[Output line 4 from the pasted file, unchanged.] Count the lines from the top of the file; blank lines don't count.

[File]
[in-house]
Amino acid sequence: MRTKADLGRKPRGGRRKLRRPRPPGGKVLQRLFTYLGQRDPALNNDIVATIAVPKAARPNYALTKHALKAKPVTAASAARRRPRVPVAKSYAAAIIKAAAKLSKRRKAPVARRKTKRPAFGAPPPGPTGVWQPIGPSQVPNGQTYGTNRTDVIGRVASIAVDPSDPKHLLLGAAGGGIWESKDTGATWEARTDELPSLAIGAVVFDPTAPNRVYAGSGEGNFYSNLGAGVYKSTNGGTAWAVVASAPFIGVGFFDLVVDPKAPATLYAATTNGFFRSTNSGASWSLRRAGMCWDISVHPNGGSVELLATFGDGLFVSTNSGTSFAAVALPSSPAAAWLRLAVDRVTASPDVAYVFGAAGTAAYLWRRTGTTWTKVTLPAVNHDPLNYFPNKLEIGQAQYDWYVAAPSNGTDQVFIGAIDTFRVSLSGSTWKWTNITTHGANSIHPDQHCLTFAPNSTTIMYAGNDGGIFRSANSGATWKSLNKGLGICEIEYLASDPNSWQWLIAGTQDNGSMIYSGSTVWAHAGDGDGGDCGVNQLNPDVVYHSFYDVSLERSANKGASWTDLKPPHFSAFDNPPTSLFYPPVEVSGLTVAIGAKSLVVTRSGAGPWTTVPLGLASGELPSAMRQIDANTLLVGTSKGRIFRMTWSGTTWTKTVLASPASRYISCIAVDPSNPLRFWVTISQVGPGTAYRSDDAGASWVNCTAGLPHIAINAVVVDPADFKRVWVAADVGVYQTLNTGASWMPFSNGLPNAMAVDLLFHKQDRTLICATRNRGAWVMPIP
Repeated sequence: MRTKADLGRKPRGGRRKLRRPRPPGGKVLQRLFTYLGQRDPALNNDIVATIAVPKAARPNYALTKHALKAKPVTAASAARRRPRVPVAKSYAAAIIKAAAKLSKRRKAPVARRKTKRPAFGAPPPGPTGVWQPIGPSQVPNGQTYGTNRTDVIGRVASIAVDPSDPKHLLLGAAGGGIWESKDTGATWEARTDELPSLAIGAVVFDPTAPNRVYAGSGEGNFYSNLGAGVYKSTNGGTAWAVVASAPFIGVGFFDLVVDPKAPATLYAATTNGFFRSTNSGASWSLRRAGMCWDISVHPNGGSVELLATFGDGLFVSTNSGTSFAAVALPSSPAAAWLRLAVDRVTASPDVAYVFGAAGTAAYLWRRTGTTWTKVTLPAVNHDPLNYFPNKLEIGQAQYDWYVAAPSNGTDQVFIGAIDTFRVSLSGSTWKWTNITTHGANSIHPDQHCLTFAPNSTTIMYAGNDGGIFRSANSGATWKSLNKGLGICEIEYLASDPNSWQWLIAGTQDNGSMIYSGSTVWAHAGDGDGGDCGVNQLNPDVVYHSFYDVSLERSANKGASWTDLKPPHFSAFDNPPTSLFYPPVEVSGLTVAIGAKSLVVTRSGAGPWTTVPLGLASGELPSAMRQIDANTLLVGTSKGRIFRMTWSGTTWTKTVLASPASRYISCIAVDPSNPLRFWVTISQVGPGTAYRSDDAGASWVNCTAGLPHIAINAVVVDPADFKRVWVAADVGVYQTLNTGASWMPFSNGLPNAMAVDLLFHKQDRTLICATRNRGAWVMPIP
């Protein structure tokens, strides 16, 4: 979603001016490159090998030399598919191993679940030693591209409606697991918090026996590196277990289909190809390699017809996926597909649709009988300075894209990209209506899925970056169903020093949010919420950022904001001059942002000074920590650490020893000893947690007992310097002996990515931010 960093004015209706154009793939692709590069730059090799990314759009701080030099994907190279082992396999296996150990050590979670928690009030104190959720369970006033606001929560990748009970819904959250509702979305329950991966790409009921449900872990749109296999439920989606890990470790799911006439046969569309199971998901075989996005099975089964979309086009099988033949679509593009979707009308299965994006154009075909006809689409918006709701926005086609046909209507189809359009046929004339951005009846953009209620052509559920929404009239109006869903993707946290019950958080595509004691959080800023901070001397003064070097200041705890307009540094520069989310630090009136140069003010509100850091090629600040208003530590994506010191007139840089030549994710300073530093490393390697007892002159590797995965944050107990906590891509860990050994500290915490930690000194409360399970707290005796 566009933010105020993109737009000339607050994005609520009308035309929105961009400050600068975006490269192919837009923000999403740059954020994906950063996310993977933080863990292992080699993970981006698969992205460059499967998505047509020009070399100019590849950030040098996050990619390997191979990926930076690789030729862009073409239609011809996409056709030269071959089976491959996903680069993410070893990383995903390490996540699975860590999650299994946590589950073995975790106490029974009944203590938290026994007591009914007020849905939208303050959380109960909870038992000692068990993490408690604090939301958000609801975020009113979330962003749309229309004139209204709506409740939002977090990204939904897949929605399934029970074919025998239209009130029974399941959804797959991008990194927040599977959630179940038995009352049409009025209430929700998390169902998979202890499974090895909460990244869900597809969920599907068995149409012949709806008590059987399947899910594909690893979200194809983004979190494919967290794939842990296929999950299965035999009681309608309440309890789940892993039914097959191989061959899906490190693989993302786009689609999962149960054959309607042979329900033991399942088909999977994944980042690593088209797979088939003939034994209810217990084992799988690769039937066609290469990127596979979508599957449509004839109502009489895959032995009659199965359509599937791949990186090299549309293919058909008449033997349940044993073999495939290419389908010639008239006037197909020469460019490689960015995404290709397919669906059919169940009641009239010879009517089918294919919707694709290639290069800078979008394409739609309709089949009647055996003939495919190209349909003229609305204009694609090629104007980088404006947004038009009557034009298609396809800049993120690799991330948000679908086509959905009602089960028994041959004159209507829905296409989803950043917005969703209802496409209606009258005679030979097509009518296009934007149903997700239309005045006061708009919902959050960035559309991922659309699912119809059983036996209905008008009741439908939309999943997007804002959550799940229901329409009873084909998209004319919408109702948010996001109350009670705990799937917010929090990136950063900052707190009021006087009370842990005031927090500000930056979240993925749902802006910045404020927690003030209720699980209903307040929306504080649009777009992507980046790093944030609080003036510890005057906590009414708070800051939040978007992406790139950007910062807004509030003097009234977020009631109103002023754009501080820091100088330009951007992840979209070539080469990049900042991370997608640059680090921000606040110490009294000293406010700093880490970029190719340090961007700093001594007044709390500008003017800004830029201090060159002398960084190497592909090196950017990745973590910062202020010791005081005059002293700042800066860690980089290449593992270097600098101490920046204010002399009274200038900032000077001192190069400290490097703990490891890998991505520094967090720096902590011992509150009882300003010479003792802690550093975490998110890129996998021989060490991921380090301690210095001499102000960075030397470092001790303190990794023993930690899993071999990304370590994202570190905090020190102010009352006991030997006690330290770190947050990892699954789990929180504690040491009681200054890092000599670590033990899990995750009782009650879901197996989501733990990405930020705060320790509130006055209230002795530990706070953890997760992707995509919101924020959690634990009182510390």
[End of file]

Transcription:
């Protein structure tokens, strides 16, 4: 979603001016490159090998030399598919191993679940030693591209409606697991918090026996590196277990289909190809390699017809996926597909649709009988300075894209990209209506899925970056169903020093949010919420950022904001001059942002000074920590650490020893000893947690007992310097002996990515931010 960093004015209706154009793939692709590069730059090799990314759009701080030099994907190279082992396999296996150990050590979670928690009030104190959720369970006033606001929560990748009970819904959250509702979305329950991966790409009921449900872990749109296999439920989606890990470790799911006439046969569309199971998901075989996005099975089964979309086009099988033949679509593009979707009308299965994006154009075909006809689409918006709701926005086609046909209507189809359009046929004339951005009846953009209620052509559920929404009239109006869903993707946290019950958080595509004691959080800023901070001397003064070097200041705890307009540094520069989310630090009136140069003010509100850091090629600040208003530590994506010191007139840089030549994710300073530093490393390697007892002159590797995965944050107990906590891509860990050994500290915490930690000194409360399970707290005796 566009933010105020993109737009000339607050994005609520009308035309929105961009400050600068975006490269192919837009923000999403740059954020994906950063996310993977933080863990292992080699993970981006698969992205460059499967998505047509020009070399100019590849950030040098996050990619390997191979990926930076690789030729862009073409239609011809996409056709030269071959089976491959996903680069993410070893990383995903390490996540699975860590999650299994946590589950073995975790106490029974009944203590938290026994007591009914007020849905939208303050959380109960909870038992000692068990993490408690604090939301958000609801975020009113979330962003749309229309004139209204709506409740939002977090990204939904897949929605399934029970074919025998239209009130029974399941959804797959991008990194927040599977959630179940038995009352049409009025209430929700998390169902998979202890499974090895909460990244869900597809969920599907068995149409012949709806008590059987399947899910594909690893979200194809983004979190494919967290794939842990296929999950299965035999009681309608309440309890789940892993039914097959191989061959899906490190693989993302786009689609999962149960054959309607042979329900033991399942088909999977994944980042690593088209797979088939003939034994209810217990084992799988690769039937066609290469990127596979979508599957449509004839109502009489895959032995009659199965359509599937791949990186090299549309293919058909008449033997349940044993073999495939290419389908010639008239006037197909020469460019490689960015995404290709397919669906059919169940009641009239010879009517089918294919919707694709290639290069800078979008394409739609309709089949009647055996003939495919190209349909003229609305204009694609090629104007980088404006947004038009009557034009298609396809800049993120690799991330948000679908086509959905009602089960028994041959004159209507829905296409989803950043917005969703209802496409209606009258005679030979097509009518296009934007149903997700239309005045006061708009919902959050960035559309991922659309699912119809059983036996209905008008009741439908939309999943997007804002959550799940229901329409009873084909998209004319919408109702948010996001109350009670705990799937917010929090990136950063900052707190009021006087009370842990005031927090500000930056979240993925749902802006910045404020927690003030209720699980209903307040929306504080649009777009992507980046790093944030609080003036510890005057906590009414708070800051939040978007992406790139950007910062807004509030003097009234977020009631109103002023754009501080820091100088330009951007992840979209070539080469990049900042991370997608640059680090921000606040110490009294000293406010700093880490970029190719340090961007700093001594007044709390500008003017800004830029201090060159002398960084190497592909090196950017990745973590910062202020010791005081005059002293700042800066860690980089290449593992270097600098101490920046204010002399009274200038900032000077001192190069400290490097703990490891890998991505520094967090720096902590011992509150009882300003010479003792802690550093975490998110890129996998021989060490991921380090301690210095001499102000960075030397470092001790303190990794023993930690899993071999990304370590994202570190905090020190102010009352006991030997006690330290770190947050990892699954789990929180504690040491009681200054890092000599670590033990899990995750009782009650879901197996989501733990990405930020705060320790509130006055209230002795530990706070953890997760992707995509919101924020959690634990009182510390």